Mohamed Abdel Ghaffar
The Yemeni Congregation for Reform, frequently called al-Islah, the Muslim Brotherhood’s political arm in Yemen, has had fluctuating relations with the Iran-backed Houthi militia. Nonetheless, these relations have reached a dead end in recent days.
A Houthi-run partial court has recently sentenced 31 leaders of al-Islah Party to death and declared five others innocent.
One of those sentenced to death by the court was Youssef al-Bawab, a professor of humanities at the University of Sana’a. Those sentenced to death also included Nasr al-Salami, who works for the Yemeni Islamic Bank, among others.
The Houthis said the convicted figures had been involved in terrorist activities after receiving training at one of the camps in Yemen. The militia also accused these figures of being financed by some states, even as it could not present proof of this.
Head of the Geneva-based rights group, Sam, Tawfiq al-Mohamadi, considered the verdicts issued against the 31 Islah leaders as “illegal”.
He said the court sentencing these people to death did not enjoy the necessary jurisdiction to issue such rulings.
“The rulings were also issued by a court that is recognized by nobody,” he said.
Tawfiq said the trial of the leaders of al-Islah Party witnessed gross violations. He accused the Houthis of terrorizing court judges.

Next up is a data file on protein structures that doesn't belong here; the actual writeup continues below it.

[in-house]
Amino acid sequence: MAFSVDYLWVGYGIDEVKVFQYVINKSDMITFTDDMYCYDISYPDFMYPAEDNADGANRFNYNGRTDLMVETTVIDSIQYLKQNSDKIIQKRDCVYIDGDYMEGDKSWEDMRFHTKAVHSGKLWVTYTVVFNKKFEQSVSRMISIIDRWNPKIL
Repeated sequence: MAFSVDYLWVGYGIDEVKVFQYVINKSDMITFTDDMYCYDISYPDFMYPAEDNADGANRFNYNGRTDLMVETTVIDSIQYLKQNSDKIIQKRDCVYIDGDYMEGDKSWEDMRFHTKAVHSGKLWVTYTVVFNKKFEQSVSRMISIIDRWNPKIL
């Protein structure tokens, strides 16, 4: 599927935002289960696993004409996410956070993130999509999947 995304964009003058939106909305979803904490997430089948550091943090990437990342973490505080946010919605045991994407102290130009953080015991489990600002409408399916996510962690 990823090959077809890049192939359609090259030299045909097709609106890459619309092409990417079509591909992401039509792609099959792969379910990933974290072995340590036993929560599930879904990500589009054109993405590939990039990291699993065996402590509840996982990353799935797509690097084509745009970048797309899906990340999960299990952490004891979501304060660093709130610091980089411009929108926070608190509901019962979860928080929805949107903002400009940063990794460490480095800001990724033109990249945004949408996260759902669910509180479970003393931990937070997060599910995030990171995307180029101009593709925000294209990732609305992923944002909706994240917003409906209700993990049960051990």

Relations between al-Islah and the Houthis were secret at first, given the illegitimate nature of the Houthis’ presence at Yemen’s saddle.
Relations between the two sides started to come to the fore when Gen. Ali Mohsen al-Ahmar, an Islah Party leader himself, handed over a military camp in Sana’a to the Houthi militia. The camp contained military equipment belonging to the Yemeni army.
The handover of the camp offered insights into the future policy line of the Brotherhood in Yemen. Nevertheless, this was surprising to many because al-Islah had always said it sided with legitimacy in Yemen.
Al-Islah then offered a lifeboat to the Houthis after the formation of the Saudi-led coalition for the liberation of Yemen from Houthi control. The party did this by signing a “Coexistence and Understanding” deal with the Houthis.
The deal opened the door for the transfer by the party of areas under its control to the Houthis in a number of Yemeni cities, including in Taiz.
However, the party soon turned against the Houthis, but after the Iran-aligned militia used it in gaining public and military support.
Yemeni writer Mahmud al-Taher said those sentenced to death by the Houthi-controlled court belonged to different political parties.
“Nonetheless, the Brotherhood wants to use the case to claim that they are victimized by the Houthis in their bid to win over public sympathy,” he told The Reference.